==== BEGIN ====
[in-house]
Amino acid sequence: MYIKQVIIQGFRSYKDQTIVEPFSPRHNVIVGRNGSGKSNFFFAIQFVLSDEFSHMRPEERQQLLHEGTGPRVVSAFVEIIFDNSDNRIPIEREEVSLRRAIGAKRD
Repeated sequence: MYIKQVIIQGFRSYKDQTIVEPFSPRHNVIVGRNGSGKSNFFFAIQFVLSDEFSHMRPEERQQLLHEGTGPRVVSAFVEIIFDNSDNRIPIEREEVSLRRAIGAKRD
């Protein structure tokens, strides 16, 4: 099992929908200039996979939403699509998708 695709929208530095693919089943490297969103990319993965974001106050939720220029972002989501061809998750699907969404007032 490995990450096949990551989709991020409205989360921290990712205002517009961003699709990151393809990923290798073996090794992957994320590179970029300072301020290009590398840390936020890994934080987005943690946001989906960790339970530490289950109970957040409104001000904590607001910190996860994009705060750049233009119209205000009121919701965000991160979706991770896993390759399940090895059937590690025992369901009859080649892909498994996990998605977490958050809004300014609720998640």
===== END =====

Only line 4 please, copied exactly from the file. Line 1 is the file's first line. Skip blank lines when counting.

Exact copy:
């Protein structure tokens, strides 16, 4: 099992929908200039996979939403699509998708 695709929208530095693919089943490297969103990319993965974001106050939720220029972002989501061809998750699907969404007032 490995990450096949990551989709991020409205989360921290990712205002517009961003699709990151393809990923290798073996090794992957994320590179970029300072301020290009590398840390936020890994934080987005943690946001989906960790339970530490289950109970957040409104001000904590607001910190996860994009705060750049233009119209205000009121919701965000991160979706991770896993390759399940090895059937590690025992369901009859080649892909498994996990998605977490958050809004300014609720998640």